Human face structure correlates with professional baseball performance: insights from professional Japanese baseball players

Hikaru Tsujimura, Michael J. Banissy

Abstract

In our daily lives, we use faces as a major source of information about other people. Recent work has begun to highlight how one's facial width-to-height ratio (fWHR) is linked to a number of behaviours (e.g. deception, aggression and financial performance in firms). fWHR has also been linked to several factors that may be beneficial for sport (e.g. achievement drive, winning mentality and aggression). Despite this, few studies have examined the relationship between fWHR and sports performance, and these have focused on Caucasian sportsmen. Here, we investigated the relationship between fWHR and baseball performance in professional Japanese baseball players. We show that fWHR is positively related with home run performance across two consecutive seasons. The findings provide the first evidence linking fWHR to baseball performance and linking fWHR to behavioural outcomes in Asian participants.

1. Introduction

In our daily life, faces serve as a major source of information about others e.g. as a source of communication and making inferences about personality [1]. Recent studies have begun to highlight how one's facial width-to-height ratio (fWHR) is linked to a number of behaviours, including deceptive behaviours [2], aggression [3], cooperation [4] and financial performance in firms [5]. For example, chief executive officers (CEOs) with a greater fWHR (i.e. a wider face relative to height) have been shown to achieve superior financial performance for their firm [5].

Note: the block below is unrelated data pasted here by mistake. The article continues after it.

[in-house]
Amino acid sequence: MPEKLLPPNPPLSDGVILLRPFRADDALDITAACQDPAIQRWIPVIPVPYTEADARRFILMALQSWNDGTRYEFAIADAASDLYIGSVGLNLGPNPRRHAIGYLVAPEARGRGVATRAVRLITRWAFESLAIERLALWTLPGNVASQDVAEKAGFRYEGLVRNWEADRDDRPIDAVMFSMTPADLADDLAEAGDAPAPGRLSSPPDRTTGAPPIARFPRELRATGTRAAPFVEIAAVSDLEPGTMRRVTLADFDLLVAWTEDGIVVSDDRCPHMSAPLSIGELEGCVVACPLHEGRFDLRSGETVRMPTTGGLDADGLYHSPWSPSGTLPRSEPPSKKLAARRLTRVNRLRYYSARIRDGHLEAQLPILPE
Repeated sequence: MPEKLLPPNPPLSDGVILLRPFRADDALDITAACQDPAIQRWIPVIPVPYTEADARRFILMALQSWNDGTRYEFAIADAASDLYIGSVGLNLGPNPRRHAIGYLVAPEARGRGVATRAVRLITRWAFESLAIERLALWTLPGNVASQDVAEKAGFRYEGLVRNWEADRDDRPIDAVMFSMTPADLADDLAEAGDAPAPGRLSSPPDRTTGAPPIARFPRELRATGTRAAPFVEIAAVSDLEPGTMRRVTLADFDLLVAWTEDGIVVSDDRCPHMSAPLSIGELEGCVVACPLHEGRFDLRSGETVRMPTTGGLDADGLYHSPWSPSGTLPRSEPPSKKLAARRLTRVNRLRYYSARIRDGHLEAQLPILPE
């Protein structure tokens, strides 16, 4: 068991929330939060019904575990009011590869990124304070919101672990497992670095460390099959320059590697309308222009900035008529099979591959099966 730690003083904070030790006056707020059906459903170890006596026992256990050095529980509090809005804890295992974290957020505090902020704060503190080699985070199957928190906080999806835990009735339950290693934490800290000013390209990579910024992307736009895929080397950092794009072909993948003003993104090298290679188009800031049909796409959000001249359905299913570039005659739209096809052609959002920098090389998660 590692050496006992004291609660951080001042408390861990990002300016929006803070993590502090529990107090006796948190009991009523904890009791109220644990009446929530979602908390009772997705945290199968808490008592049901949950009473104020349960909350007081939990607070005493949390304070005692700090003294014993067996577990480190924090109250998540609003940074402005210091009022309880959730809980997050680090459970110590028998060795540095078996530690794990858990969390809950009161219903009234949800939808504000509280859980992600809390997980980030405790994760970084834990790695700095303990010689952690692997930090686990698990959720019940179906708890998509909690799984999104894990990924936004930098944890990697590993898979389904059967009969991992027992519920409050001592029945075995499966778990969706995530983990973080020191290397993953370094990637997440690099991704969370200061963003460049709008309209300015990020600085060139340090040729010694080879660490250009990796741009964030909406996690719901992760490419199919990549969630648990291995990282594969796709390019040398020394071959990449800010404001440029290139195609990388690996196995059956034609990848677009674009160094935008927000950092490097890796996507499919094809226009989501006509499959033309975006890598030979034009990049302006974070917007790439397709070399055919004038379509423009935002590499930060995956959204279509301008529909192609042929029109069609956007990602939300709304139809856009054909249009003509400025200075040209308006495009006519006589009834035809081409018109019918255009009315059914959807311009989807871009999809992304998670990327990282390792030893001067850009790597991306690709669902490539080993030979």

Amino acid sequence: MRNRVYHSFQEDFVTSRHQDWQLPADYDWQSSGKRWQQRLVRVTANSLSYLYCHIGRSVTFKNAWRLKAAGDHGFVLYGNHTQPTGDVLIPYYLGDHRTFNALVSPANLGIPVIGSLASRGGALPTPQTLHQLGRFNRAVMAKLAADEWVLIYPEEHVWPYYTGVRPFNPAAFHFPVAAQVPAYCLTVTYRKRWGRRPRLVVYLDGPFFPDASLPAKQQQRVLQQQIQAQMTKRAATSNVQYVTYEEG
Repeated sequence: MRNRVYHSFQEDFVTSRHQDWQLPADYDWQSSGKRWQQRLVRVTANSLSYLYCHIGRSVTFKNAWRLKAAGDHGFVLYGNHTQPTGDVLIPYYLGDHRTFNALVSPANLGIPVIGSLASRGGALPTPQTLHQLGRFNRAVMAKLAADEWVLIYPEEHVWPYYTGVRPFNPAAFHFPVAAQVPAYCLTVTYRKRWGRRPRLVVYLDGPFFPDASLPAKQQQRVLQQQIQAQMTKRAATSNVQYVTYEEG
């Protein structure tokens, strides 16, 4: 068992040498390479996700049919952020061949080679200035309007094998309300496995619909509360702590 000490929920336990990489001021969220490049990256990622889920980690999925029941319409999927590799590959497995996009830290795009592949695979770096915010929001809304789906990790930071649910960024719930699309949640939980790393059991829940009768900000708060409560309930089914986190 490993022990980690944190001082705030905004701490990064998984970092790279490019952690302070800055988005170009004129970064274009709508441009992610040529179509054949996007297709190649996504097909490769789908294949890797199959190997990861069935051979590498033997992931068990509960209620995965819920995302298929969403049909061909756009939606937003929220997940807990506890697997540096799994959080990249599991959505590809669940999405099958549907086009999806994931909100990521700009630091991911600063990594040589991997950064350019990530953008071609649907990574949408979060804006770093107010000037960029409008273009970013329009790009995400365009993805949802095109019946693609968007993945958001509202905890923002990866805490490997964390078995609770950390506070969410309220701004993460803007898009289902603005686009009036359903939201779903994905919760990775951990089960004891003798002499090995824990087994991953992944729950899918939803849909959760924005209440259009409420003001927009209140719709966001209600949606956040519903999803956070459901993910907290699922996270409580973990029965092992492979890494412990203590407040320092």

fWHR has been shown to be a sexually dimorphic measure (e.g. [6], but see [7]) and suggested to relate to levels of testosterone at puberty [6]. The measure has also been linked to hand grip strength [8], winning mentality in a competitive game [9], achievement drive of previous US presidents [10] and aggressive plays in professional hockey players [11]. Despite this, few studies have examined the relationship between fWHR and sports performance, and where this has occurred the focus has tended to be on levels of aggression in sport rather than on sports achievement [11].

Further, the majority of studies that have been conducted on the relationship between fWHR and performance have focused largely on Caucasian samples, and thus the extent to which previous findings on fWHR extend to other ethnic groups remains unknown. To address this, here, we investigated the relationship between fWHR and annual batting performance of professional Japanese baseball players in the 2011 (experiment 1) and 2012 (experiment 2) seasons. Based on prior findings linking fWHR to game winning, achievement drive and grip strength [810], we predicted that a greater fWHR in the professional Japanese baseball players would be related to superior batting performance.

2. Experiment 1: 2011 season